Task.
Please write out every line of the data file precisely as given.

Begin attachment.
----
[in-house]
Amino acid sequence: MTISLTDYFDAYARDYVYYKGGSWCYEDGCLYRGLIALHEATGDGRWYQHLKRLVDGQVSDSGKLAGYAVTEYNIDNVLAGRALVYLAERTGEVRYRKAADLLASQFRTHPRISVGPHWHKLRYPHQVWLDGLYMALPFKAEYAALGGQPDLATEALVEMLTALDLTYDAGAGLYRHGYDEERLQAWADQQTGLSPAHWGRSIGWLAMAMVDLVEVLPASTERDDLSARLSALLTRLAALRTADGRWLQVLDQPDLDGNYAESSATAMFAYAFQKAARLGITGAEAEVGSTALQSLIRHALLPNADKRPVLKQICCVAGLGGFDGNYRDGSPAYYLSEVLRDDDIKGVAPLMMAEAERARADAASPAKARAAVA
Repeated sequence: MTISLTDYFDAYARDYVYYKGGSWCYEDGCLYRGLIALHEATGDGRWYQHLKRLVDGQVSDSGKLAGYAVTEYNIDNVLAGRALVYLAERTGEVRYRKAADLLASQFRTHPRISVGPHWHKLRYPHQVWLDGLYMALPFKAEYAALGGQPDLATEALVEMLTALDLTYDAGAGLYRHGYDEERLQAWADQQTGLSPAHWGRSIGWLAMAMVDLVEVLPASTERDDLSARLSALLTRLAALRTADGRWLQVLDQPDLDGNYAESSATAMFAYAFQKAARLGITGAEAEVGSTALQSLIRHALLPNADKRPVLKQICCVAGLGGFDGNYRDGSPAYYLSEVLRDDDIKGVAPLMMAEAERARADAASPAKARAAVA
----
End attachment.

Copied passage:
[in-house]
Amino acid sequence: MTISLTDYFDAYARDYVYYKGGSWCYEDGCLYRGLIALHEATGDGRWYQHLKRLVDGQVSDSGKLAGYAVTEYNIDNVLAGRALVYLAERTGEVRYRKAADLLASQFRTHPRISVGPHWHKLRYPHQVWLDGLYMALPFKAEYAALGGQPDLATEALVEMLTALDLTYDAGAGLYRHGYDEERLQAWADQQTGLSPAHWGRSIGWLAMAMVDLVEVLPASTERDDLSARLSALLTRLAALRTADGRWLQVLDQPDLDGNYAESSATAMFAYAFQKAARLGITGAEAEVGSTALQSLIRHALLPNADKRPVLKQICCVAGLGGFDGNYRDGSPAYYLSEVLRDDDIKGVAPLMMAEAERARADAASPAKARAAVA
Repeated sequence: MTISLTDYFDAYARDYVYYKGGSWCYEDGCLYRGLIALHEATGDGRWYQHLKRLVDGQVSDSGKLAGYAVTEYNIDNVLAGRALVYLAERTGEVRYRKAADLLASQFRTHPRISVGPHWHKLRYPHQVWLDGLYMALPFKAEYAALGGQPDLATEALVEMLTALDLTYDAGAGLYRHGYDEERLQAWADQQTGLSPAHWGRSIGWLAMAMVDLVEVLPASTERDDLSARLSALLTRLAALRTADGRWLQVLDQPDLDGNYAESSATAMFAYAFQKAARLGITGAEAEVGSTALQSLIRHALLPNADKRPVLKQICCVAGLGGFDGNYRDGSPAYYLSEVLRDDDIKGVAPLMMAEAERARADAASPAKARAAVA